The monitor needs to know what the capacity of the battery bank is in order to accurately display the power remaining. Since we didn't really know what that true capacity was, we charged the batteries fully and then discharged them at a steady rate of about 10 amps. They lasted around 16 hours, and the monitor told us that 160 AH had flowed out of the bank.
Our new electrical system has gone through a couple of seasons now, and we're quite happy with it. There are a few things we pay particular attention to, a result of lessons learned the hard way.
As already mentioned, it is somewhat easy to forget to turn off large AC loads when disconnecting shorepower. If unnoticed, the automatic nature of the inverter means the water heater will drain the batteries in less than an hour.
When shorepower is not connected, we find only one large AC load can be used at a time. We can't, for instance, use the toaster or microwave unless the other AC loads are turned off.
Also, the battery switch must be set to "Both" to charge engine and house batteries simultaneously, either when the engine is running or when connected to shorepower.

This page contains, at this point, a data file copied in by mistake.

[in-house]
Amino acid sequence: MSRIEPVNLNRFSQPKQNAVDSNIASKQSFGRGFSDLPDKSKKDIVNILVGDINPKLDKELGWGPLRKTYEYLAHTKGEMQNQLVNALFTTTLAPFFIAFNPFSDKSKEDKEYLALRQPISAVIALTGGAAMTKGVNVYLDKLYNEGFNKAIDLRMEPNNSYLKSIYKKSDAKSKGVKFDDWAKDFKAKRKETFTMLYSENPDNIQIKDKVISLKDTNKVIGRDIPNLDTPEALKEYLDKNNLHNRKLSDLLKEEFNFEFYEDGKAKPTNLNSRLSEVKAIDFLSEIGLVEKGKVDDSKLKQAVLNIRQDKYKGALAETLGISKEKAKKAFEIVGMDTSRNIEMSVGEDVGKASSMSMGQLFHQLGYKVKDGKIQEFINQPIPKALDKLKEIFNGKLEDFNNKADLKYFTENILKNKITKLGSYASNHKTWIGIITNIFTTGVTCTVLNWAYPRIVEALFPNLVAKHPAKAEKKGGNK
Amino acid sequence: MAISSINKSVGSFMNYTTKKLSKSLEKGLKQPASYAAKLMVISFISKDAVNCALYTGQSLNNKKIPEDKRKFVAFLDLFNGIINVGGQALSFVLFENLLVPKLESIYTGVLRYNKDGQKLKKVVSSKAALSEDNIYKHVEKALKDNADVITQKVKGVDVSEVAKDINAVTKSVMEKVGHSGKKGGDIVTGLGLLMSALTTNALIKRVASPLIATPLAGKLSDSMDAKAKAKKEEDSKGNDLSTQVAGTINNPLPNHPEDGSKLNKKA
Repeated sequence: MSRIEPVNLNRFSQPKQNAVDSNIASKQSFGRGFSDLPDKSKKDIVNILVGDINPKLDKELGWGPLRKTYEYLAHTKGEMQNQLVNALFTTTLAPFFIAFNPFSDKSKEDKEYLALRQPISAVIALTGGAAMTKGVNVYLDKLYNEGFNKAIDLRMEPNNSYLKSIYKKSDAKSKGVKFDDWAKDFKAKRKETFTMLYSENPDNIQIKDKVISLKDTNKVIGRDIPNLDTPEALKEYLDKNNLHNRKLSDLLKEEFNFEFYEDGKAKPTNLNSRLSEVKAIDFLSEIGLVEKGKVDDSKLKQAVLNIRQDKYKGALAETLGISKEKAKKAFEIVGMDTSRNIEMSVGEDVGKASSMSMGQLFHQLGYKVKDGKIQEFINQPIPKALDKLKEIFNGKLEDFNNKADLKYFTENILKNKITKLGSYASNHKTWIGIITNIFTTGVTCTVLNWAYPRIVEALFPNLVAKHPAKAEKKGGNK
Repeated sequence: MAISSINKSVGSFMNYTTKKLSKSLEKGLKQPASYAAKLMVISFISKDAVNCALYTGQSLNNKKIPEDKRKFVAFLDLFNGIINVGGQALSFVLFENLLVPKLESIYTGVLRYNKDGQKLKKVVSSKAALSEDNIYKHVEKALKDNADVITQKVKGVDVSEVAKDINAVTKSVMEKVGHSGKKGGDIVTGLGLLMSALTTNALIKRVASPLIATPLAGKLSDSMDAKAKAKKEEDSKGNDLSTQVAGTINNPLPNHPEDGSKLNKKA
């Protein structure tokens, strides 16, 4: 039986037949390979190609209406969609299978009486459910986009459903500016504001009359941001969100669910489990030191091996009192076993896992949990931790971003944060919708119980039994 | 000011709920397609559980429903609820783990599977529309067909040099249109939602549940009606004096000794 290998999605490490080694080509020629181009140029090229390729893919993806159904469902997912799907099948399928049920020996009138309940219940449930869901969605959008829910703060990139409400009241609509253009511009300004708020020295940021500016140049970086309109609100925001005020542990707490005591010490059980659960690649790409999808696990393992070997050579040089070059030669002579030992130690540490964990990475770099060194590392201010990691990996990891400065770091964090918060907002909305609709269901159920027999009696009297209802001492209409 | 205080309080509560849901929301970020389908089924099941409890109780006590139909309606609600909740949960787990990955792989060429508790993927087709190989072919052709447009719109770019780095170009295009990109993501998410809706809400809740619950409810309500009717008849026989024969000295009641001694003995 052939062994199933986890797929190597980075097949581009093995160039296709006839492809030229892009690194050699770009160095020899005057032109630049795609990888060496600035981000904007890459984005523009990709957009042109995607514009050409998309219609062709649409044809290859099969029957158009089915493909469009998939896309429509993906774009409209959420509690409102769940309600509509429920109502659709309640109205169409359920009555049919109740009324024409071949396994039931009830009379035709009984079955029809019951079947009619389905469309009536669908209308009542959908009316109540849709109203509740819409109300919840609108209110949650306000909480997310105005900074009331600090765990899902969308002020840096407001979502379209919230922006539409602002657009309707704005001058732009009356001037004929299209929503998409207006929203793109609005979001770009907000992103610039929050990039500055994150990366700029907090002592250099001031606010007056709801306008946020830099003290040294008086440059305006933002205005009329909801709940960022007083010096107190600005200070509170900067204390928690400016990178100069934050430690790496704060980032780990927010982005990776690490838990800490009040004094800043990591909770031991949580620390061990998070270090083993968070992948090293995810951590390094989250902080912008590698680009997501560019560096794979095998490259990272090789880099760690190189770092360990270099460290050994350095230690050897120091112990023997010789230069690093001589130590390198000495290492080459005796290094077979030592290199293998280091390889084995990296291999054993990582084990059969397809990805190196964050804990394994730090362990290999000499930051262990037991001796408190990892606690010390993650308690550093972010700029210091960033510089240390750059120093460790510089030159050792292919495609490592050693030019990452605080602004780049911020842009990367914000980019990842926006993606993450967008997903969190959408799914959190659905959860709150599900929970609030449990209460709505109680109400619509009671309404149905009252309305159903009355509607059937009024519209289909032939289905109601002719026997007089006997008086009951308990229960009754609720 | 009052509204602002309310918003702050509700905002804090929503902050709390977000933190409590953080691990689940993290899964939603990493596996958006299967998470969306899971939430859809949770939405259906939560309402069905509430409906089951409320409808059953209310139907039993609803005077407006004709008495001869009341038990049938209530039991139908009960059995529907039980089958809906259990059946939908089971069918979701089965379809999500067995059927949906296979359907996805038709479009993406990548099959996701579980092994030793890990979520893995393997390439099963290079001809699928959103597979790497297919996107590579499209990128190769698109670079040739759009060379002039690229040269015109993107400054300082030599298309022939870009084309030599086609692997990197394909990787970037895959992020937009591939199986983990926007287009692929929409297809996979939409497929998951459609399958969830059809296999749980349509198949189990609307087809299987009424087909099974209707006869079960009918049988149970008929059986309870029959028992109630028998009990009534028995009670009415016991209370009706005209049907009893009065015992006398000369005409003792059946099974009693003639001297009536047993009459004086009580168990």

When shorepower is connected and the battery switch is set to "Off," 12 VDC is still supplied to any DC house loads by the charger in the I/C. So if we want all power turned off for long-term storage, we have to make sure the batteries are turned off at the battery switch and shorepower is disconnected.
When at anchor, the battery switch must be set to the house battery bank only, or the starting batteries will be discharged as well.
The refrigeration unit is the major gobbler of our boat's power. We try not to open it any more often than necessary, as all the cold air spills out. We often turn it off before going to bed and rely on the Northwest climate and the insulation of the fridge to keep things cool overnight.
Finally, we've learned that the output of our old alternator is such that, unless we are particularly miserly with our power demands, the engine must be run for an hour and a half each day to charge the batteries.
A Moving Target
The electrical system and demands on the typical cruising powerboat are never static, and we are certainly no exception. A high-output alternator is already on the wish list.
Maybe also another pair of deep cycle batteries. And perhaps solar panels might be a good idea, even though they'll be somewhat limited by our Northwest weather...
Karin says I'm never happy; I say all progress begins with discontent. And I'm still looking forward to searching for the right next boat.
But finding it will ruin all the fun.